Perhaps, like me, you have a drawer somewhere in which you have stashed a pile of gift certificates and gift cards that thoughtful people have given to you, but that you have never gotten around to using. A few years ago, I designated a single drawer as the destination for my gift cards and gift certificates, because I knew how prone I was to lose track of them and leave them un-used and un-spent. By keeping track of the cards, I hoped I’d do a better job of actually using them in the way the givers intended me to do. But like a significant percentage of others who receive such generous gifts, I remain often careless and forgetful about these gifts. A quick inspection this morning revealed cards or certificates for L.L. Bean, American Express, and a kitchen shop in South Philadelphia. I could not bring myself to look at the dates on these cards to determine how long they have been in the drawer.
In the business world these cards, I am told, are referred to as “stored value products.” The question remains for whom the value is being stored – the recipient or the issuer? Estimates are that as much as $8 billion worth of gift cards go un-spent every year. As one business writer says, companies love gift cards, because “they receive payment in advance for products they may or may not ever have to deliver.” From the giver’s point of view, once he or she has paid for the card and handed it over, it’s out of his or her hands, and the recipient is free to do whatever he or she likes with the gift.[i]
It occurs to me that the ashes we receive on Ash Wednesday are something like a gift certificate or a gift card: they are gifts given to us out of the love and generosity of the giver, but a great many of us are unlikely ever to use this gift. For the gift of the ashes, and the reminder that we are from dust and to dust we shall return is a gift of stored value. By this gift God is calling us each to repentance, to a new relationship with him and with each other. God is asking us to use this act of humility – receiving this sign of mortality – as a chance for a new life, to turn our backs on the foolishnesses and faults that have become our personal trademarks. I have my trademark foolishnesses, you can be sure, and I suppose you have yours.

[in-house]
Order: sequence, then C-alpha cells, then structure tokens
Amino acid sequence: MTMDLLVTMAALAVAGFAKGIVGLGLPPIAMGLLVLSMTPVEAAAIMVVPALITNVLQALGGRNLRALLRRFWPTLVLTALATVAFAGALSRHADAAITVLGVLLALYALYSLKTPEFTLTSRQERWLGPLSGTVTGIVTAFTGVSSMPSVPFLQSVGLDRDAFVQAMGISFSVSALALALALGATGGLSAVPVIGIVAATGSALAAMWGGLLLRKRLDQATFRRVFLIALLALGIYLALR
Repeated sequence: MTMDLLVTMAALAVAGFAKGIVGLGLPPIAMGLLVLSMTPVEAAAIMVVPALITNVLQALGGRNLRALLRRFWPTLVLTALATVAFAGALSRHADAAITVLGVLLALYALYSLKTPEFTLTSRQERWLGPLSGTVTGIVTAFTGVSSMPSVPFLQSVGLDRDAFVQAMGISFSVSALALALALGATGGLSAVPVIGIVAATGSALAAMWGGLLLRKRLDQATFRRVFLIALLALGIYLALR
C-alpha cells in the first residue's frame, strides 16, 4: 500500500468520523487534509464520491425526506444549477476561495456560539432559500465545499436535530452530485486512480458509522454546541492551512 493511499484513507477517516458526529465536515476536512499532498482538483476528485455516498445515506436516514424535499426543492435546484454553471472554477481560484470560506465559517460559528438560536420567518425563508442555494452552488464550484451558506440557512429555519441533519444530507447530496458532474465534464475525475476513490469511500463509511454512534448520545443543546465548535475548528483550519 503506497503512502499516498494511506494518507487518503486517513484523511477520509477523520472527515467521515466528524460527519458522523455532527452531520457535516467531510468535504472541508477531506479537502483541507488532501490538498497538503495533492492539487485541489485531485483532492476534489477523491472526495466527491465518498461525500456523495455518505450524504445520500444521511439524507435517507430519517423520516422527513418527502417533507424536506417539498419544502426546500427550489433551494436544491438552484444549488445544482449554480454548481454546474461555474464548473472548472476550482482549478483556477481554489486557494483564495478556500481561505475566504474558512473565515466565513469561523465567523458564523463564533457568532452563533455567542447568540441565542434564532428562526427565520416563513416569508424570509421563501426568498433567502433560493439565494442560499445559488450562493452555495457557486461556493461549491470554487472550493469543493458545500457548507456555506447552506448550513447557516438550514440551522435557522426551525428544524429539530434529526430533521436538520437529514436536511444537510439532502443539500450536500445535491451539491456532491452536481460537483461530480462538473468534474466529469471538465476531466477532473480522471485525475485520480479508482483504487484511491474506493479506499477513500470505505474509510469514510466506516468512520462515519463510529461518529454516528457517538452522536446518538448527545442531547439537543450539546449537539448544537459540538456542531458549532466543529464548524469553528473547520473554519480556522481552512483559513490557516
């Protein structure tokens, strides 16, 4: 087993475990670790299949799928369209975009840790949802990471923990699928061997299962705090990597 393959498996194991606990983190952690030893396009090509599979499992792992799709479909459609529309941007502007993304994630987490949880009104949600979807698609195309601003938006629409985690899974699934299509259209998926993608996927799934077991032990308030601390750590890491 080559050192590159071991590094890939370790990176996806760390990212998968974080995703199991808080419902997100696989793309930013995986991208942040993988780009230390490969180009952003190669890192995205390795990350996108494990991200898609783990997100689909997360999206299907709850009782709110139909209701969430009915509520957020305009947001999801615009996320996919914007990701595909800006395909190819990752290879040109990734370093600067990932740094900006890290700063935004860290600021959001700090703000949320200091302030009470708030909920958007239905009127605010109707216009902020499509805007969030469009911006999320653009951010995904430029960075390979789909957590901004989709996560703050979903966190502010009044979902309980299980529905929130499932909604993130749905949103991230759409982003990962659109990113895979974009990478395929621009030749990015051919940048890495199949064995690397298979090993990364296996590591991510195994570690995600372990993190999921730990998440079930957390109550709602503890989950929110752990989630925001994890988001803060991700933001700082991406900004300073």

But the question remains, for whom is the value stored? Will we use this opportunity, this Lent, to really make room for the clean heart we are asking God to install in our lives? Or will we walk away from Ash Wednesday in more or less the same way we walk away from any other Wednesday, washing the smudge from our foreheads in more or less the same way we would deposit a gift card in a designated and forgotten drawer, leaving God with the gift of his grace and forgiveness still in his open hand, looking like a pile of so many ashes?
God is making a promise of hope and repair, of forgiveness and love. The payment, we are assured, has already been made; the gifts are ours to accept, or not. But because it can be complicated for us to accept hope and repair, forgiveness and love, usually a little work is required on our part, a little effort to make it clear these are gifts we really want. And once the gift has been given, the recipient is free to do whatever he or she likes with it. God does not compel us to accept his grace.
Here’s the kind of work it takes to claim the gift:
You fall to your knees in a prayer of repentance or thanksgiving.
You open your heart to God’s love.
You turn from the things you do that are hurting yourself or others, and you start to do things another way.
You seek forgiveness from one you have wronged.
You offer forgiveness to one from whom you have been withholding it.
You help someone in need, recognizing their need may be greater than yours.
Because we are sinners, these apparently simple acts are often difficult and complicated for us to accomplish. Because we are sinners these ashes are like gift certificates that may never be used, left in the drawer of your heart to grow old and forgotten, even though they will never expire.
But the truth is that God has no end of mercy and forgiveness and love, just like this world has no end of ashes.
God will not soon run out of grace, not ever. God is willing to extend his offer of grace to you as long as you are alive to hear it.
God is not about to stop breathing down your neck, if you will let him get close enough.
God is not about to withhold his gifts from you.
God is not short on what you need to change your life, or what I need to change mine.
And tonight God is giving you the gift in the form of a little smudge of ash on your forehead. He does it other ways on other days. His gifts of love have stored value, which, on second thought, have no worth to him, since God is love. So the value must be being stored for you and for me, waiting for us to claim it, to use it, to take it: the gift of his mercy, his forgiveness, his love, meant for you, and for me.
We’ve been given a great gift this night. And the only question that really remains is: What ever shall we do with it?
Preached by Fr. Sean Mullen
Ash Wednesday 2013
Saint Mark’s Church, Philadelphia
[i] Donna L. Montaldo, “Retailers Clean Up On Holiday Gift Cards,” About.com Guide